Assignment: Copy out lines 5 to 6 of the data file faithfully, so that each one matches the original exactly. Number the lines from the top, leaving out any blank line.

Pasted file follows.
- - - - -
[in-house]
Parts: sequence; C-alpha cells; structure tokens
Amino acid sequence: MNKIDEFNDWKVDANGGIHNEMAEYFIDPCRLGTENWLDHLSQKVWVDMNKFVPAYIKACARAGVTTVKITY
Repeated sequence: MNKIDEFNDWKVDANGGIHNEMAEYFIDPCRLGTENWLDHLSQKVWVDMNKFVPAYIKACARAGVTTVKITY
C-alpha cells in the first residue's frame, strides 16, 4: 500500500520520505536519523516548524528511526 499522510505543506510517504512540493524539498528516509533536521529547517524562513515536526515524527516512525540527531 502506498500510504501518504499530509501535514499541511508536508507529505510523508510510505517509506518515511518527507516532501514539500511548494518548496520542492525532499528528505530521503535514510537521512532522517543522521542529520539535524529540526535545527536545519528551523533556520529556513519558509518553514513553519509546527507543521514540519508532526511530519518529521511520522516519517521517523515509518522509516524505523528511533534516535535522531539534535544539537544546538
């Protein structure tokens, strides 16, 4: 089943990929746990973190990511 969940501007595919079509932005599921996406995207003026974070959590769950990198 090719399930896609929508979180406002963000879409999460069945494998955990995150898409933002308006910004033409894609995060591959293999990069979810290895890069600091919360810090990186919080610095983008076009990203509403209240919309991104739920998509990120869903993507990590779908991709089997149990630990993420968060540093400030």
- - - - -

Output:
C-alpha cells in the first residue's frame, strides 16, 4: 500500500520520505536519523516548524528511526 499522510505543506510517504512540493524539498528516509533536521529547517524562513515536526515524527516512525540527531 502506498500510504501518504499530509501535514499541511508536508507529505510523508510510505517509506518515511518527507516532501514539500511548494518548496520542492525532499528528505530521503535514510537521512532522517543522521542529520539535524529540526535545527536545519528551523533556520529556513519558509518553514513553519509546527507543521514540519508532526511530519518529521511520522516519517521517523515509518522509516524505523528511533534516535535522531539534535544539537544546538
């Protein structure tokens, strides 16, 4: 089943990929746990973190990511 969940501007595919079509932005599921996406995207003026974070959590769950990198 090719399930896609929508979180406002963000879409999460069945494998955990995150898409933002308006910004033409894609995060591959293999990069979810290895890069600091919360810090990186919080610095983008076009990203509403209240919309991104739920998509990120869903993507990590779908991709089997149990630990993420968060540093400030």